Why UNESCO should declare Croydon Airport a World Heritage Site

By - Monday 9th June, 2014

The time has come to celebrate Croydon’s pivotal role in the history of aviation. Ian Walker, Chair of Croydon Airport Society, explains why Croydon Airport deserves to become a World Heritage Site

Airport House on Purley Way, Croydon, where first principles of modern Air Traffic Control were invented.
Image used with the permission of the Croydon Airport Society.

UNESCO, World Heritage, Croydon – words not often seen together in the same sentence. What does Croydon have that puts it on a par with the other 981 United Nations Educational Scientific and Cultural Organisation giants on the planet?

Croydon Airport on the Purley Way is a place of significant technical innovation and developments that have shaped global air travel. These innovations didn’t happen in New York, LA, Paris or Amsterdam – they happened at the Air Port of London, Croydon. For many years it was the UK’s only international airport and a focal point for the world’s media. This was a global giant.

UNESCO “seeks to encourage the identification, protection and preservation of cultural and natural heritage around the world considered to be of outstanding value to humanity”. This is abbreviated to ‘outstanding universal value’.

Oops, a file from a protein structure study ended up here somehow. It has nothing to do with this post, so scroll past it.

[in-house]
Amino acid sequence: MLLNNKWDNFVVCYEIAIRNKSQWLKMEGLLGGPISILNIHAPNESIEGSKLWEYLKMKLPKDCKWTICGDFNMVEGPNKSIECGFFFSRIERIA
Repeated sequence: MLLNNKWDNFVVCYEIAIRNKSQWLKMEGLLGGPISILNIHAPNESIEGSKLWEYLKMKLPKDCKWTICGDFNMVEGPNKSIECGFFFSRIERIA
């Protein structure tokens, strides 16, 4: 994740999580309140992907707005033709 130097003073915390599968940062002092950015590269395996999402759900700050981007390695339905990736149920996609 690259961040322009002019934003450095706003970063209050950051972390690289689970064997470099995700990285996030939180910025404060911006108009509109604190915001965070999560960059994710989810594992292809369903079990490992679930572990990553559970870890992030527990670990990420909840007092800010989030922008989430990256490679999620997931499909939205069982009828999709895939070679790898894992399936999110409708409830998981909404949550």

Air travel has transformed mankind, and Croydon’s contribution was essential

Every year an extraordinary 3.3 billion passengers fly somewhere, according to IATA. Air travel has transformed mankind. Croydon Airport has made an essential contribution.

The process of declaring a site within the UK to be of global interest is managed by the Department for Culture, Media and Sport (DCMS) with support from English Heritage and ICOMOS, the International Council on Monuments and Sites. To be included on the World Heritage List, the potential site must have ‘outstanding universal value’ defined by any one of the ten criteria set down by UNESCO.

‘A unique testimony and an outstanding example’: the Croydon control tower as it appears today.
Image used with the permission of the Croydon Airport Society.

Potential sites go through a two-stage process, first qualifying for inclusion on the Tentative List. The site must also have the support of local stakeholders. DCMS then scrutinises each proposal and works with all stakeholders to ensure the site is viable for the future. Having qualified, it is passed to UNESCO for consideration for the World Heritage List. The whole process can take ten years and, at present, the DCMS nomination process is closed.